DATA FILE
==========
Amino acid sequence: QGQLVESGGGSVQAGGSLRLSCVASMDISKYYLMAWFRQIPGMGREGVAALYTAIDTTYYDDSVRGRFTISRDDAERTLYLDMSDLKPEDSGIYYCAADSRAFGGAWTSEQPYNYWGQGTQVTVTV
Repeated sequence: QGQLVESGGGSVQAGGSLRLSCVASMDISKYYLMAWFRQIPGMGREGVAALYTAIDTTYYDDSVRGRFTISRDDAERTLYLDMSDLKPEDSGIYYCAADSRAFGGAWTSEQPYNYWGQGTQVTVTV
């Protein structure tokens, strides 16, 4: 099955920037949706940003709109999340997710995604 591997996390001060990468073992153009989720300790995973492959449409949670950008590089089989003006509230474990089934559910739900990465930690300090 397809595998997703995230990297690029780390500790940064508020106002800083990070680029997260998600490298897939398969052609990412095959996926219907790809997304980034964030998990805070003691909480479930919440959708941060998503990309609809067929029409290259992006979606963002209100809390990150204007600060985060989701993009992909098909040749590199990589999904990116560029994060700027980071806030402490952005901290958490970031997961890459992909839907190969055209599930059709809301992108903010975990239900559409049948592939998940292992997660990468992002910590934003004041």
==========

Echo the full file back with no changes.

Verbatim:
Amino acid sequence: QGQLVESGGGSVQAGGSLRLSCVASMDISKYYLMAWFRQIPGMGREGVAALYTAIDTTYYDDSVRGRFTISRDDAERTLYLDMSDLKPEDSGIYYCAADSRAFGGAWTSEQPYNYWGQGTQVTVTV
Repeated sequence: QGQLVESGGGSVQAGGSLRLSCVASMDISKYYLMAWFRQIPGMGREGVAALYTAIDTTYYDDSVRGRFTISRDDAERTLYLDMSDLKPEDSGIYYCAADSRAFGGAWTSEQPYNYWGQGTQVTVTV
């Protein structure tokens, strides 16, 4: 099955920037949706940003709109999340997710995604 591997996390001060990468073992153009989720300790995973492959449409949670950008590089089989003006509230474990089934559910739900990465930690300090 397809595998997703995230990297690029780390500790940064508020106002800083990070680029997260998600490298897939398969052609990412095959996926219907790809997304980034964030998990805070003691909480479930919440959708941060998503990309609809067929029409290259992006979606963002209100809390990150204007600060985060989701993009992909098909040749590199990589999904990116560029994060700027980071806030402490952005901290958490970031997961890459992909839907190969055209599930059709809301992108903010975990239900559409049948592939998940292992997660990468992002910590934003004041």